FIG. 4 is a front elevational view of an object having a meeting surface, in the form of a tile, temporarily placed over said receptacle box in the position in which it is to be permanently installed.
FIG. 5 is a rear elevational view of said object having a meeting surface removed from said receptacle box.
FIG. 6 is a front elevational view of said receptacle box exposed in the final result of the installation of said object having a meeting surface.
FIG. 7 is a side elevational view of a roll of pattern transposing tape in accordance with this invention.
FIG. 8 is an enlarged, fragmentary side view of the FIG. 7 tape.
FIG. 9 is a fragmentary side view of a form of pattern transposing tape in accordance with this invention having a type of sponge rubber backing material.
FIG. 10 is a view similar to FIG. 9 but having a type of paper backing material.
Turning now to FIG. 1, there is shown a view of a first material 14, illustrated as being an electrical convenience outlet box or the like, consisting of side walls 13 which extend outwardly from a back wall.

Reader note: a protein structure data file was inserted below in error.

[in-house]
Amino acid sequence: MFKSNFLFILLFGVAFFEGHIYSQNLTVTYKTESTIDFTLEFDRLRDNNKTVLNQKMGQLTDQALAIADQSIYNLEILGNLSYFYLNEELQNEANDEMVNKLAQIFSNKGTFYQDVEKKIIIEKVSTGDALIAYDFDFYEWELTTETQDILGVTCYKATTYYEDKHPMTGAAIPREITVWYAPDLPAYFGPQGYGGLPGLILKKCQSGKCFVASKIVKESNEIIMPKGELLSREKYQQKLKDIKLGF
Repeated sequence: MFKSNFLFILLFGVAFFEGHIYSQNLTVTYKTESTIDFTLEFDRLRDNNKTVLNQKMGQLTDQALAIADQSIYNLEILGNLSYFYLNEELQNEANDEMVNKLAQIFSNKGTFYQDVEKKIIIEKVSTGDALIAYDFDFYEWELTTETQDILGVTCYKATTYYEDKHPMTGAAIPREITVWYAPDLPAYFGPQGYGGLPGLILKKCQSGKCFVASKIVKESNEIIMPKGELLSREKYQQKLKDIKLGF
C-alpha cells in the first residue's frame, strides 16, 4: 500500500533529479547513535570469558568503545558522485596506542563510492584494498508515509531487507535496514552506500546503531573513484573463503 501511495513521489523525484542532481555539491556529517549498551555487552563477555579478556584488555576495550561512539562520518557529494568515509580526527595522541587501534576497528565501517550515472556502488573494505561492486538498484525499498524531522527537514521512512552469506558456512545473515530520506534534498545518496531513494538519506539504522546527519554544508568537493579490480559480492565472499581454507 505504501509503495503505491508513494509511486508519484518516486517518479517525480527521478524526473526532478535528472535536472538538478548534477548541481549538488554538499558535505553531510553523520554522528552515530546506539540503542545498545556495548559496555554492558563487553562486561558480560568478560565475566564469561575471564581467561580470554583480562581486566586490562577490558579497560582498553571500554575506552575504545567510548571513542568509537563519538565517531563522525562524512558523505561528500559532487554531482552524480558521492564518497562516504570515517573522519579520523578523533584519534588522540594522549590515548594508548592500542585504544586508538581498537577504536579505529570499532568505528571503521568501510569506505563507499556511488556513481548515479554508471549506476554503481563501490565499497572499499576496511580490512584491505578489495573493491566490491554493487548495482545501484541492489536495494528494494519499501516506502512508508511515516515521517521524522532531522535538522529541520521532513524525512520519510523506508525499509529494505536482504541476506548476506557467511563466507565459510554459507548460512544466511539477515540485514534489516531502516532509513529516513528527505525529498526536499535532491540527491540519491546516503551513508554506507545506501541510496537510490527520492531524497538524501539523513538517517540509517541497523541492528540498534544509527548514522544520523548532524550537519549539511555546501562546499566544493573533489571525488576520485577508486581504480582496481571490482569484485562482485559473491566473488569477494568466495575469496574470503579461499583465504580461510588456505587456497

As partially illustrated in FIGS. 2 and 3, my two-sided pattern transposing pressure sensitive adhesive tape, shown at 8, may have any configuration, color or texture it only being required to contain two faces, one face 12 having a greater pressure sensitive adhesive capability than the opposite face 11. In use, the tape 8 is pressed against at least one edge 13 of the outlet box with its face 11 of lesser adhesive capability in contact therewith.
FIGS. 4, 5 and 6 illustrate first (in FIG. 4) the front surface 15a of a square tile pressed against the outlet box 14 to which has been affixed my pattern transposing tape in the manner illustrated in FIG. 3. The tile is pressed against the outlet box in the position in which it is to be installed. FIG. 5 shows the reverse surface 15b of the tile with the face 12 of the tape 8 adhered thereto and its face 11 exposed, as it appears after the tile is pulled away from the outlet box to leave a pattern of the latter thereon. A section of the tile corresponding to the pattern can then be removed to permit installation of the tile. In FIG. 6 the tile has been installed to expose the outlet box and leave it free to perform its intended function.